Thursday, 12 November 2015

MedCo and Deafness Claims - blessing in disguise?

I have ranted on numerous occasions here about the influence that the insurance industry has on the government. This regularly came up during the so called reforms of 2013 that devastated the rights of victims of accidents –

In particular I referred to a ‘summit meeting’ which had taken place to which those representing victims had not been invited. Over the following two years, insurers seem to have become more and more confident that this government will do whatever they ask.

This is highlighted by a report in yesterday’s Litigation Futures concerning plans to extend MedCo. The report quotes the Deputy Director for Civil Justice at the MOJ as saying that the insurance industry is very concerned about Noise Induced Hearing Loss claims. He seems to say it as if that is now the starting point for further ‘reform’. Of course insurers are concerned. Claims cost them money. Of course they want to reduce the number of claims. They want to save money. But what has this got to do with the MOJ? Is there now only one side of any argument?

It seems to be taken as read that victims are a ‘problem’ and have to be brought under control.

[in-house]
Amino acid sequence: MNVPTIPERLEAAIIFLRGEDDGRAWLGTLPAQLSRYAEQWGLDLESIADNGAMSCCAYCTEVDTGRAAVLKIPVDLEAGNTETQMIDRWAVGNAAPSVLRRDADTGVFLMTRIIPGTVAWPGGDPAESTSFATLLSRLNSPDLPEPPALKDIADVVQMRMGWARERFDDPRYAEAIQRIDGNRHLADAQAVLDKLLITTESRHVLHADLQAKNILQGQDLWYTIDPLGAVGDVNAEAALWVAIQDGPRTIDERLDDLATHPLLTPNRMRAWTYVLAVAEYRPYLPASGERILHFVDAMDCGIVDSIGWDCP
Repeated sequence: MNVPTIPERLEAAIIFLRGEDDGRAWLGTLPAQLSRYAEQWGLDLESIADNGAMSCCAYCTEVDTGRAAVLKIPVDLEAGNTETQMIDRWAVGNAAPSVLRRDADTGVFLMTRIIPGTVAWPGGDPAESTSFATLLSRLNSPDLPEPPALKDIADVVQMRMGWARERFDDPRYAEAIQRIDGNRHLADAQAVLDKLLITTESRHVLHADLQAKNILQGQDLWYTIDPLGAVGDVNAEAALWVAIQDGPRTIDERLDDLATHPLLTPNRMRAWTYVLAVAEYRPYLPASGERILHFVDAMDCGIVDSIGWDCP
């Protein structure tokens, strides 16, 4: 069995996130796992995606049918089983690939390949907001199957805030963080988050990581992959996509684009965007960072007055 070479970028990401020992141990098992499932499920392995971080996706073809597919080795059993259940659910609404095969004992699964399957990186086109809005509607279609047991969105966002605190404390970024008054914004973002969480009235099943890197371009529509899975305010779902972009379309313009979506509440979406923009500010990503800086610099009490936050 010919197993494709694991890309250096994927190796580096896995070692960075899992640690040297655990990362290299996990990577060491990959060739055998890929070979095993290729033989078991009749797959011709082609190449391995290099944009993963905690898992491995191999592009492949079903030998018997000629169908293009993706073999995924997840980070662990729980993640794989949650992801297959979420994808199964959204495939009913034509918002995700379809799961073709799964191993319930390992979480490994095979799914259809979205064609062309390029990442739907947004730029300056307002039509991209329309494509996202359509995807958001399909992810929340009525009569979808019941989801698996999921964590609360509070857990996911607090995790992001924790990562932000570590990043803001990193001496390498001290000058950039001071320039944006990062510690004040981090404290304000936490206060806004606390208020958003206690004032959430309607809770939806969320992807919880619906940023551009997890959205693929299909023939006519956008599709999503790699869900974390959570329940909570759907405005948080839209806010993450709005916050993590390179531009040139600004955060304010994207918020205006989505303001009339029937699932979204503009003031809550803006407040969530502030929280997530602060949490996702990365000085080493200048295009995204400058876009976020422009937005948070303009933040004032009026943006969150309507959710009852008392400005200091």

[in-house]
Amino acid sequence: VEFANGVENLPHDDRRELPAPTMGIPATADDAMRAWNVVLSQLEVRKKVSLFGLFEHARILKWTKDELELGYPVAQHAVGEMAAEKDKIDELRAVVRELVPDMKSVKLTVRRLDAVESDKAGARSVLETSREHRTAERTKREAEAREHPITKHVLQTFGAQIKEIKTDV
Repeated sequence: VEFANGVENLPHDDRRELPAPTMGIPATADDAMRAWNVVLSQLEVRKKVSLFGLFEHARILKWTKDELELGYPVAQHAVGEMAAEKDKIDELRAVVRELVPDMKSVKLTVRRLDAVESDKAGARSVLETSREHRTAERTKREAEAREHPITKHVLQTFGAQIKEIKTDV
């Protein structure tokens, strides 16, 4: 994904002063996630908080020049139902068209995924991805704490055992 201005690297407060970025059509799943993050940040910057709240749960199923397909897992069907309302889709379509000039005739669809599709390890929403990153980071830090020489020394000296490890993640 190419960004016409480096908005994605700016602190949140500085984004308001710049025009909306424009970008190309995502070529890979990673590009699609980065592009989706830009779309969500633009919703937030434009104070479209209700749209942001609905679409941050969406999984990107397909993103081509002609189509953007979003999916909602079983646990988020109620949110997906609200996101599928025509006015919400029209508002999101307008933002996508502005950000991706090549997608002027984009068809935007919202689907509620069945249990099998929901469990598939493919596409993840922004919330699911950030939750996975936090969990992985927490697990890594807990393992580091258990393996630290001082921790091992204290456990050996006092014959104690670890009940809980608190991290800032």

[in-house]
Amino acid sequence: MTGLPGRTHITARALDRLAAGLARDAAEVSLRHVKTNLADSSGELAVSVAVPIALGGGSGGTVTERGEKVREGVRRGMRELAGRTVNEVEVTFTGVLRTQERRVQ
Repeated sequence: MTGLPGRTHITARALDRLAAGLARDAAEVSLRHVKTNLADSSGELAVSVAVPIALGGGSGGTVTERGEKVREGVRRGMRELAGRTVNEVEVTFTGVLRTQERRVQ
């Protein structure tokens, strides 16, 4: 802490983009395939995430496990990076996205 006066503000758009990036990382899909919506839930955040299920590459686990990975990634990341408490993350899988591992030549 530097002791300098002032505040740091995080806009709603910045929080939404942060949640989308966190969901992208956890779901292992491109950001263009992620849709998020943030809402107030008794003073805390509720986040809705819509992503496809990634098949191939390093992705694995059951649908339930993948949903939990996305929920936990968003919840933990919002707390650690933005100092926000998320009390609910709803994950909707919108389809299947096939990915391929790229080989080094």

But what about the actual proposal?

For those who don’t know – MedCo is the system whereby victims of soft tissue injuries in motor accidents are assessed by a medical expert selected by the claimant’s representative from an approved list. So the idea would be to introduce a similar system for the assessment of whether a worker’s hearing loss is caused by noise. Far be it from me to support such a thought. But I wonder whether it is such a bad idea.

It is well known that there are some medical experts who are very popular with insurance companies in hearing loss cases. This is because they are instinctively hostile to the very idea that noise at work can damage hearing, and if it does any damage it must be minimal. So if we have a panel from which I can select an expert, then presumably I can decline to select such experts – even if they find their way onto the approved list. So in the longer term we could see the end to disproportionate arguments on causation, which experience tells me are the source of the vast majority of the cost incurred on noise induced hearing loss cases.

Or am I being naïve? What if the list is entirely made up of experts who will routinely exclude noise at work as a cause of the hearing loss? I can certainly see some interesting judicial review actions if that were the case.

I predict interesting times ahead. It is clear that the insurance industry sees victims of hearing loss as its next target, and that a compliant government will do what it can to assist.

But it might also be the case that they will need to be careful what they wish for.

Tuesday, 3 November 2015

Concerning three worrying cases of fake litigation